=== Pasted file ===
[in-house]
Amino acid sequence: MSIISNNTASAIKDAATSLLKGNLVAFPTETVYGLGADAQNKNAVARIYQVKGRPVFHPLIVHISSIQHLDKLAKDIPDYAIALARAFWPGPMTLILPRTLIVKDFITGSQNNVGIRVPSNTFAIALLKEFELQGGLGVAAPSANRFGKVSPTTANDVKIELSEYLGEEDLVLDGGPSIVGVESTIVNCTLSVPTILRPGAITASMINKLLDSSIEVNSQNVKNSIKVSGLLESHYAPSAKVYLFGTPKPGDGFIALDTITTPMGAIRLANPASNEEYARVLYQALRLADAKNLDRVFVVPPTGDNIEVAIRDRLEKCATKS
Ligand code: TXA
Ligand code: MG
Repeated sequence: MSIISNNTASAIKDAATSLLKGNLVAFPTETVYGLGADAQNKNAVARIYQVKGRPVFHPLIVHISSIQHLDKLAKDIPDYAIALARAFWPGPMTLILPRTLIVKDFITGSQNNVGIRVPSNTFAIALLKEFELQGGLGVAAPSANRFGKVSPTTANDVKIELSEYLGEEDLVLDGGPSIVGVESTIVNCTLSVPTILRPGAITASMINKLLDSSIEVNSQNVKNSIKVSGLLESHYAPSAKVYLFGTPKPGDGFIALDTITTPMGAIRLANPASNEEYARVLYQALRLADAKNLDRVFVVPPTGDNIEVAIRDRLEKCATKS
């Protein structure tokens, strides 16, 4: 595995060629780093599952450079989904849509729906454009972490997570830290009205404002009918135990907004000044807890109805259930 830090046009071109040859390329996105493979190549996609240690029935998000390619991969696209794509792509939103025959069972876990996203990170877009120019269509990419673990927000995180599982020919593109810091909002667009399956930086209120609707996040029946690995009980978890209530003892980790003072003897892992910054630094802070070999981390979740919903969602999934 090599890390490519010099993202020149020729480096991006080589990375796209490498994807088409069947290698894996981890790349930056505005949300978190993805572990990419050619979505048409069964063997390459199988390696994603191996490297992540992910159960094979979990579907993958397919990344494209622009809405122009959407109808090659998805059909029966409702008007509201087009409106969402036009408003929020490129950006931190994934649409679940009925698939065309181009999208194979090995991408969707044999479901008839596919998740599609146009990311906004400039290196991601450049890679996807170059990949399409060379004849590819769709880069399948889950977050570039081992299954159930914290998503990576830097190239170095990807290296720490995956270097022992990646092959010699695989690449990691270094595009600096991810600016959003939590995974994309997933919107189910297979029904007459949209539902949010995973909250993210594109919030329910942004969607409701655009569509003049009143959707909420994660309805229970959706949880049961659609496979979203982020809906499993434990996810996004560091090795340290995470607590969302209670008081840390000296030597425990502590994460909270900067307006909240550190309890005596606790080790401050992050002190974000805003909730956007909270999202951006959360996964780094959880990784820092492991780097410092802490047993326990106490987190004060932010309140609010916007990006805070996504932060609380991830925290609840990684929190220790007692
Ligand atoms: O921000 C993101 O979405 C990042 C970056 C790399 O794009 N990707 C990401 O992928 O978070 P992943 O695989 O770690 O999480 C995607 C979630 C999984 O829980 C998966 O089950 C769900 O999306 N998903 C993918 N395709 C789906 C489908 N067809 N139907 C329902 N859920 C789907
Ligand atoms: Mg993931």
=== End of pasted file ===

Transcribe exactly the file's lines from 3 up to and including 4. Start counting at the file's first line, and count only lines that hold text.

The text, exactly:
Ligand code: TXA
Ligand code: MG